1. Cllr Mulready on the one hand no doubt dances to the tune of “let us all walk to school” and on the other hand to the NIMBY tune of build YOUR schools elsewhere. The fact of the matter is that primary schools (and at times secondary schools) and places of worship have traditionally been built within residential areas.

    Perhaps the OJ community should each year apply en masse for state education and then decide not to avail themselves of those places allocated, as is their right, just to demonstrate “need” and to assist people like Mulready to understand the term “need”, with the yearly pandemonium that will ensue.

    Thankfully however, Mulready‘s definition of need has no basis in law. The fact of the matter is that planning authorities higher up , thankfully take a much more common sense approach to what constitutes need.

    The question that remains then, why does Mulready choose this particular definition of need which is based upon common sense defying acrobatics. Does it have anything to do with the fact that the OJ community in Hackney by and large do not and will not vote for Mulready?

  2. This is from your earlier comment: "Many Charedim feel that Hackney council and its serving officers are carrying out a vendetta against them. They prefer to have these issues dealt with by officers who have no affiliation with Hackney council..."

    As far as I could tell the residents of Amhurst Park who were at the planning meeting were... residents. They seemed to have a similar problem as the officers and the politicians. Would the Charedi community prefer disputes with residents to be settled with residents who have no affiliation with Hackney?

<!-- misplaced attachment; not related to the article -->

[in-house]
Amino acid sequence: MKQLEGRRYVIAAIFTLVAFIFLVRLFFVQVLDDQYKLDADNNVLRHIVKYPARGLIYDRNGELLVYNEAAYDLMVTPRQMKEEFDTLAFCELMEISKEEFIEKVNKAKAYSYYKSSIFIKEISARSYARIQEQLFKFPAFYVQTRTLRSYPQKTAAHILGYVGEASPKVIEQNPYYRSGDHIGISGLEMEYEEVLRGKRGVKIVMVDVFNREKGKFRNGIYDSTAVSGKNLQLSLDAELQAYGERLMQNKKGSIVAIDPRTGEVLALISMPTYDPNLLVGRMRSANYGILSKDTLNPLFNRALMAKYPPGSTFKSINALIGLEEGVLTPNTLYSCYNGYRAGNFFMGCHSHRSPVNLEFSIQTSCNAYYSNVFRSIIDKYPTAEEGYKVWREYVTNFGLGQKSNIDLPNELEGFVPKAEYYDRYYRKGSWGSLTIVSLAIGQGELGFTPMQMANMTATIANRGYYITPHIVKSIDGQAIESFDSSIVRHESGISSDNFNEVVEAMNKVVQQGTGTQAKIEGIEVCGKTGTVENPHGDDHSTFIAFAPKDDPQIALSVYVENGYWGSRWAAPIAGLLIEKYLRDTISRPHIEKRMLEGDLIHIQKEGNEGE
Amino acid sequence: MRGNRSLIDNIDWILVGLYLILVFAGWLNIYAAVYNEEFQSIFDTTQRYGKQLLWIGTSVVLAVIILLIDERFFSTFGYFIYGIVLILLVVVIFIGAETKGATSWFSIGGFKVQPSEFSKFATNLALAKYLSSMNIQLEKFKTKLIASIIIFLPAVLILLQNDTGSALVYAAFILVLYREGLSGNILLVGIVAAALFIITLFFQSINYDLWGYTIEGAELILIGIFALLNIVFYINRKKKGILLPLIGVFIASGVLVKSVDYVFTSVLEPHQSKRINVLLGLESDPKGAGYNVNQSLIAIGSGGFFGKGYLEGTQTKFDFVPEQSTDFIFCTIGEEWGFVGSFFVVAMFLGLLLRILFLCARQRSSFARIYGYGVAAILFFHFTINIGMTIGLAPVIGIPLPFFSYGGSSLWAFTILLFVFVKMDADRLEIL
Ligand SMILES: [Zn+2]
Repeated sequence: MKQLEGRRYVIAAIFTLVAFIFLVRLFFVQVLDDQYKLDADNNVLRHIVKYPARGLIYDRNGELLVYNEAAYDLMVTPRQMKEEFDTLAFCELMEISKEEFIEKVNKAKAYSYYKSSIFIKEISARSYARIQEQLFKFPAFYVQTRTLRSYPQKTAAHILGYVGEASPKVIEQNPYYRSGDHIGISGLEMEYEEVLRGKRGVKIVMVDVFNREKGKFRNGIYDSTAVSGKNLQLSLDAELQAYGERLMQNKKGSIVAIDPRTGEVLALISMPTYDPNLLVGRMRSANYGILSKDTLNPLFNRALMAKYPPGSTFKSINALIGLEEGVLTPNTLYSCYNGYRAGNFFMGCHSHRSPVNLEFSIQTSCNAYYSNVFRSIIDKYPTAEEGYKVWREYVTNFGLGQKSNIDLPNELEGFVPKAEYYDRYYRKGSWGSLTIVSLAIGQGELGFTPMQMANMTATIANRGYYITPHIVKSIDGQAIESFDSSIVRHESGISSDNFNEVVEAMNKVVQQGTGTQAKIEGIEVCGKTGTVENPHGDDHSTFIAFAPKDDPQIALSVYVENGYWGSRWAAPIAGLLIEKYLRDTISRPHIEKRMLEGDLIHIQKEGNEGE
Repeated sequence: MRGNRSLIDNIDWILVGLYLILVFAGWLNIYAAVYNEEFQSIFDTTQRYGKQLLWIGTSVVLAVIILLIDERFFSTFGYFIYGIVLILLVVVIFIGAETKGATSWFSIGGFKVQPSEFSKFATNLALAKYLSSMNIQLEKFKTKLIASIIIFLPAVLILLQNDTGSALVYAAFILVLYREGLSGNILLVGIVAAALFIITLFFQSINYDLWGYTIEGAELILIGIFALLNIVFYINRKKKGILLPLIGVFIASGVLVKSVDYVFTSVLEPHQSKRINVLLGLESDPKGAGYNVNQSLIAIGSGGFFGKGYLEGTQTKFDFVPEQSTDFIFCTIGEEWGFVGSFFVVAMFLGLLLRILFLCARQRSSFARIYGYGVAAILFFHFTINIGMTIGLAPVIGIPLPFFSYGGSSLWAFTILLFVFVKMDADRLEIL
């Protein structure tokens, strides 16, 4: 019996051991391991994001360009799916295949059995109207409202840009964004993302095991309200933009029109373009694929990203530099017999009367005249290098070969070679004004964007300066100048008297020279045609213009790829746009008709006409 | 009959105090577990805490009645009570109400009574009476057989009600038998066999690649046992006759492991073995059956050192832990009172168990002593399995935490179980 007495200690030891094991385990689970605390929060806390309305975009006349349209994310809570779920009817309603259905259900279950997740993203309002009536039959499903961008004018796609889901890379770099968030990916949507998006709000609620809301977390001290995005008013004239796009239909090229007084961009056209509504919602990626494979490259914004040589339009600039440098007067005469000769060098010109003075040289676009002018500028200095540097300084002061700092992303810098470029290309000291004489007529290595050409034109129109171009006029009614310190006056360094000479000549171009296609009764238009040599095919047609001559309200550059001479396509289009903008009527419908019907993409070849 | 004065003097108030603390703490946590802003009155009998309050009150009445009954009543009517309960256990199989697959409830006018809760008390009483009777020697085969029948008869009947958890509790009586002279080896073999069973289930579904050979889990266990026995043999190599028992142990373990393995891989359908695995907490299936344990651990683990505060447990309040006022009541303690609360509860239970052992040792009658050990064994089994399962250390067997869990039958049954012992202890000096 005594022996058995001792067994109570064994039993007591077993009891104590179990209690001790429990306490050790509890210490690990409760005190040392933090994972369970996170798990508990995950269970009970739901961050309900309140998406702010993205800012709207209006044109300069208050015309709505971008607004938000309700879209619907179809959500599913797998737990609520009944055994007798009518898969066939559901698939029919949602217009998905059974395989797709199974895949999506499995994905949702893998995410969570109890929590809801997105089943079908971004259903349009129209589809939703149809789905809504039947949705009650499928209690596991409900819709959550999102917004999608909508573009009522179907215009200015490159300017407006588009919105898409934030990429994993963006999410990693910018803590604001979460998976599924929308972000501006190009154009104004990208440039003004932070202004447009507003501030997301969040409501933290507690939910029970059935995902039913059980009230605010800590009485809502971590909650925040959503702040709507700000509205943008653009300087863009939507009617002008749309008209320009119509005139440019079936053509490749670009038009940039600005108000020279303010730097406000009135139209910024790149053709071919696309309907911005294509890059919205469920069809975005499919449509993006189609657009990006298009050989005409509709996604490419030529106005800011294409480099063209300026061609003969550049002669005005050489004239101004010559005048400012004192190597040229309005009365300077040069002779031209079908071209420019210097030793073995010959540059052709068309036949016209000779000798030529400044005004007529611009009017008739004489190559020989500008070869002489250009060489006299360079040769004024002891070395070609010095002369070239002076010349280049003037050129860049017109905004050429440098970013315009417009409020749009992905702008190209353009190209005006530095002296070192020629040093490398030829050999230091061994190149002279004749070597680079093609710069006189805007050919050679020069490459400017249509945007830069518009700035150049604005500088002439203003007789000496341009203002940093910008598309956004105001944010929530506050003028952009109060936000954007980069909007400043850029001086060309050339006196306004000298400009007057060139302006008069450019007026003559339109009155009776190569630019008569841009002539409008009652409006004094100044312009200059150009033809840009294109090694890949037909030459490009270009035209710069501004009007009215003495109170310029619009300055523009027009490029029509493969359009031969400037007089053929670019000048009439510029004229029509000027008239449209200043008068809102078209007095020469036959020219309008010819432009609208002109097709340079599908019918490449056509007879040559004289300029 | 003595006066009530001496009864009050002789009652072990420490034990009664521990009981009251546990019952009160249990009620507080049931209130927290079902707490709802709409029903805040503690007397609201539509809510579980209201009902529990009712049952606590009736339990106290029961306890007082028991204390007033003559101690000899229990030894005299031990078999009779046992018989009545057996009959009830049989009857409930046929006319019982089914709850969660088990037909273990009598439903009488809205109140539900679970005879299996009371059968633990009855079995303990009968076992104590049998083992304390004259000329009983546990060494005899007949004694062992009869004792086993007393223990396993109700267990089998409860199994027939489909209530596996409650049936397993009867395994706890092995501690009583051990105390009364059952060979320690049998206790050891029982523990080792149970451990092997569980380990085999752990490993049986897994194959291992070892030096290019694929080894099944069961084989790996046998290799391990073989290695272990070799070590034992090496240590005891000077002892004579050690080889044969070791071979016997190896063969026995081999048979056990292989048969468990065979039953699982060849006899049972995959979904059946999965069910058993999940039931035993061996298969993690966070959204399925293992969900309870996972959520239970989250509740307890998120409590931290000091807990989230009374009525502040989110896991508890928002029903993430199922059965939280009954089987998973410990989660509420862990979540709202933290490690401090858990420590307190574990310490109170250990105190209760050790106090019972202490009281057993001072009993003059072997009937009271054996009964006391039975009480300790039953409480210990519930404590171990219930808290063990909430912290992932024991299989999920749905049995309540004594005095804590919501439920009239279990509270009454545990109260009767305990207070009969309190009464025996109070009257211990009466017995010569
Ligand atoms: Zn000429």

Basically what do you think has happened to make the vendetta specific to Hackney?

  3. They were local residents with a NIMBY problem. They voice their opposition as is their prerogative.

    Few of us enjoy having a school outside of our front gates. I live close to a state primary school and the amount of traffic it generates causes me considerable inconvenience. But that is something I must live with in a functional society which does not see children as a burden.

    There is always a trade off between "the need for the school versus the harm it causes to the amenity of residents." Elected officials must weigh up need against inconvenience, but what they cannot do, is deny that factually, there is dire need.

    Yes schools harm local residents, but that is something we all live with.

    I have already answered your question in earlier comments. It is the entrenched "them against us" mentality which both sides may hold, which does not exist in Haringey. It is the fact that Charedim are represented by the opposition and are arguably almost solely responsible for any elected opposition in Hackney.

    This problem will not go away until both sides can come together with Hackney council showing some understanding for Charedi needs, whilst charedim need to understand that the wider community has legitimate concerns too.

    What is unhelpful however is to reiterate entrenched positions by saying that Charedi needs are irrelevant in the eyes of the law (which it is not as case history shows).

  4. I hope you don't mind carrying on like this but it is helping me - if nobody else!

    "This problem will not go away until both sides can come together with Hackney council showing some understanding for Charedi needs, whilst charedim need to understand that the wider community has legitimate concerns too."

    Can this problem "go away" if the community grows at the rate it is? Surely the problem will carry on growing.